Another well-known ancestor of Lucinda Terry was her great-grandfather Isaac Smith. Isaac Smith's daughter, Tilda (Pop/Poppy) married James (Jim) Terry. Their son Martin Terry was the father of Lucinda. He was born in 1845 and died in 1867. He is buried in the Carson Family Cemetery. He and his wife Louranie Marcum Smith had three children: Millie, Lucinda and Vetile. He died before the birth of Lucinda. About a year later, Lucinda's mother married a Charles Foster and had one more child.

Indications are that Lucinda, her sister Millie, and her brother Vetile probably grew up in the home of their grandparents, James and Tilda Terry.

Henry Clay (also known as Henry and H. C.) and Lucinda had fifteen children: ten boys and five girls. They are listed below.

  1. Harlin S.
  2. Florence Elva
  3. Elmer
  4. Carl Esker
  5. Viola (Ola)
  6. Charlie Virgil
  7. John Quincy
  8. Clarence Lee,
  9. Laurence Clifton
  10. Lory Harold
  11. Zelta Beatrice
  12. Henry Clay, Jr.
  13. Roma Hazel
  14. Larna Corneal
  15. Othal Howard

Harlin S. Smith was born April 25, 1886 and died September 15, 1949. He is buried in the Smith Family Cemetery. He married Martha Craig. They had the following children: Pearl, Ernest Paul, Harold Leroy, Kenneth Eugene, Millard, Laurence Edward, Johnny Earl, Glen Harold, Virginia Lee, Donald, Frances Marion, and Jane Carlene.

Florence Elva Smith was born March 21, 1888 and died March 21, 1971. (She died on her birthday). She is buried in the Smith Family Cemetery. She married William Elzey (Bill) Thompson. They had the following children: Golda Geneva, William Audley, Clarence Lee, Henry Caldwell, Gonzola Irene, Mary Louise, Raymond Harold, John Roy and others that died at birth or soon after.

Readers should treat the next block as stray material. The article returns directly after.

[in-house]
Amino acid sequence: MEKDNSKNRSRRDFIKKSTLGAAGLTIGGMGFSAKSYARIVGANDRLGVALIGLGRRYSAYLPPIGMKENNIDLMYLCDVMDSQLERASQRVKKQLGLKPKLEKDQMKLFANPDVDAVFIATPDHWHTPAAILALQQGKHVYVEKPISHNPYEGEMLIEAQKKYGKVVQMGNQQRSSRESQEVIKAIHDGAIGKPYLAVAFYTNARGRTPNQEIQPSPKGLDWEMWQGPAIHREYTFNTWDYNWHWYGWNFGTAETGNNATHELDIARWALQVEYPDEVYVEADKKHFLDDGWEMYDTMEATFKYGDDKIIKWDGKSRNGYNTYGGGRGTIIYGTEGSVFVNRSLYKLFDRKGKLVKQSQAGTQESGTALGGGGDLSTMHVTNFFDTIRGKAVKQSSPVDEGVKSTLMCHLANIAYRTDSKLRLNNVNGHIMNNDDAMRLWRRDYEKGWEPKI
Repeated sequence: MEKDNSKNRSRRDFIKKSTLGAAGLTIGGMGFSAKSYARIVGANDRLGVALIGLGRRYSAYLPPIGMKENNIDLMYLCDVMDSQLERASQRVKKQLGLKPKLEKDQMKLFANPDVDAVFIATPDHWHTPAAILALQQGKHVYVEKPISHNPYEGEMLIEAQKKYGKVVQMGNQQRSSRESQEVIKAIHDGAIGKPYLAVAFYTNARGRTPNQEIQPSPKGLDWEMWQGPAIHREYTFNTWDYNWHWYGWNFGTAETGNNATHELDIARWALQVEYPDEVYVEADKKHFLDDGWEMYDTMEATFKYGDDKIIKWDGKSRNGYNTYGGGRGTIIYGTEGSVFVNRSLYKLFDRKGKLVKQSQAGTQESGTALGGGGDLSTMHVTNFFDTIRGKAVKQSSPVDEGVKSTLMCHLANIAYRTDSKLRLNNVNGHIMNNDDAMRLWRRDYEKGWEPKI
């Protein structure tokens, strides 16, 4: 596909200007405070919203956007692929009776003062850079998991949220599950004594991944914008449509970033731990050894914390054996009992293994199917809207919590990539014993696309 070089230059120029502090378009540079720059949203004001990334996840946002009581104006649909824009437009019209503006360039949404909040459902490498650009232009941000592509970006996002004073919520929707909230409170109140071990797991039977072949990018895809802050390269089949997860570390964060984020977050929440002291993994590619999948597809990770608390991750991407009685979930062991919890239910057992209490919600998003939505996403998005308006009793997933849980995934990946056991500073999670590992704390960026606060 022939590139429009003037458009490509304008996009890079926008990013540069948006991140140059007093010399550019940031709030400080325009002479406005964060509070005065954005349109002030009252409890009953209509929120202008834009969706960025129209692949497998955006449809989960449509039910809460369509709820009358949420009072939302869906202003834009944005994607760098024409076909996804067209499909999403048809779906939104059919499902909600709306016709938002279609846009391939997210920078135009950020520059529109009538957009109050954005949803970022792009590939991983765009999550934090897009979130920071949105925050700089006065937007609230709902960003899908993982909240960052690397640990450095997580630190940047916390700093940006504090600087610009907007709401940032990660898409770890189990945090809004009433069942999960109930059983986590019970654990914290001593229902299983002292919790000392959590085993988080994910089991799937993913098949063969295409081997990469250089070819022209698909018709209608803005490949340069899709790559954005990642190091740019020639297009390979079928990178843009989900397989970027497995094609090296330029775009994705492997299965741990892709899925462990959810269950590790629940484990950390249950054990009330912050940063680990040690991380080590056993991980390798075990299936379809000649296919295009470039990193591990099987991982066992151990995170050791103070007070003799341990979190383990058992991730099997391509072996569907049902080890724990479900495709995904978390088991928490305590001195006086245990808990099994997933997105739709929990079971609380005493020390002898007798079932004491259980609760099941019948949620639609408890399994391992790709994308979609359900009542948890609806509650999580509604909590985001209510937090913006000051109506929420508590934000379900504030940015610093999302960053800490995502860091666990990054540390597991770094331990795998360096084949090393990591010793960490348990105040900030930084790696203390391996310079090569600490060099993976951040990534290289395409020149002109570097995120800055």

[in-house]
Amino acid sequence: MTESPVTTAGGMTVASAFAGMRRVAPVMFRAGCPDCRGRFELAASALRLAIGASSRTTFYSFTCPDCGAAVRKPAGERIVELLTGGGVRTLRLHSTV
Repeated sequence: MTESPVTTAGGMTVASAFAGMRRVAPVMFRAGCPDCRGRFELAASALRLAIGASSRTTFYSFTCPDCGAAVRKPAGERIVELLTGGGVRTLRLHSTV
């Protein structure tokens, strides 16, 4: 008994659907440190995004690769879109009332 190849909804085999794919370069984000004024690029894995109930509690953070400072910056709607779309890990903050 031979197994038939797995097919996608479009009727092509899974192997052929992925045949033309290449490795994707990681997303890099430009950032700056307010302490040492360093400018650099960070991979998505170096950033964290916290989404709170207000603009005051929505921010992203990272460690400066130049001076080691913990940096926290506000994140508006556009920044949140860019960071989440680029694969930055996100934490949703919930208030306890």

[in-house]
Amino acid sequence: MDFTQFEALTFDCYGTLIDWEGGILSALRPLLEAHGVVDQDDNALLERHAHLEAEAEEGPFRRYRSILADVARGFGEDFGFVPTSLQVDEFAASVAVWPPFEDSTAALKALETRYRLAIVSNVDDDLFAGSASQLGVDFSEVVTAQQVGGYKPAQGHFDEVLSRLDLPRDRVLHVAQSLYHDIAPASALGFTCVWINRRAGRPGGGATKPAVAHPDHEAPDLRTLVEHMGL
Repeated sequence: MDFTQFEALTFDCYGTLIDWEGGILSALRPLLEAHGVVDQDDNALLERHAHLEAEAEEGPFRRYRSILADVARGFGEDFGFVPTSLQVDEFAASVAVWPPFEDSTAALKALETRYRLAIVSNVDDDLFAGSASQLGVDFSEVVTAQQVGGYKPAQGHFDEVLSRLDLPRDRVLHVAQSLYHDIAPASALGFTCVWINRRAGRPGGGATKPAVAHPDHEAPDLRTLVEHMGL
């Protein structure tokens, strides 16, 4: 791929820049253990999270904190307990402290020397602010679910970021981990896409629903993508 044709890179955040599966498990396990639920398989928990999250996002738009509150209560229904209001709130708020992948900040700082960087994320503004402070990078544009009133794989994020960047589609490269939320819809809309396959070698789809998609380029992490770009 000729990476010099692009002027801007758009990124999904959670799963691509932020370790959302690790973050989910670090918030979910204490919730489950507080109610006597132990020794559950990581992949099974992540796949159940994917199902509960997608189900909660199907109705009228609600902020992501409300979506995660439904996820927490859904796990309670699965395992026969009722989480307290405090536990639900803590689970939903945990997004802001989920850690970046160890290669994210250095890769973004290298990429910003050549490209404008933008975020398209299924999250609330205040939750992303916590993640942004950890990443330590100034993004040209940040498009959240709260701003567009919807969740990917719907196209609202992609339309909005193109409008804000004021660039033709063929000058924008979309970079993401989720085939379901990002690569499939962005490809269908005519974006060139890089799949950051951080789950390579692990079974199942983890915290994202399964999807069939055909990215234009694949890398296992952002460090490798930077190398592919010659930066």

Elmer H. Smith was horn April 5, 1890 and died September 18, 1968. He is buried in the Smith Family Cemetery. He married Opal Mays and had the following children: Dillard, Darius, Thomas, Raymond (died young), and Shirley. His wife died at the same time their son died. She is buried in the Marcum Cemetery. He married a second time to Lena Hurt Kyle. She had one son by a previous marriage, E. J. Kyle.

Carl Esker Smith was born on January 27, 1892 and died February 4, 1960. He is buried in the Smith Family Cemetery. He married Wilamae Hyder from Old Rugby, Morgan County Tennessee. They had the following children: Jimmy and Louis (probably her sons by an earlier marriage), and a daughter AnnaLou Smith.

Viola (Ola) Smith was born December 16, 1893 and died on March 24, 1984. She is buried in the Smith Family Cemetery. Ola married Rev. William Calvin Marcum on August 14, 1915. Her husband was Baptist minister and served as pastor of the Pine Creek Baptist Church for many years. They had the following children: James Howard (who died at about age ten from hydrophobia), Wilma Carlene, William Henry (known as Henry) and John Allen.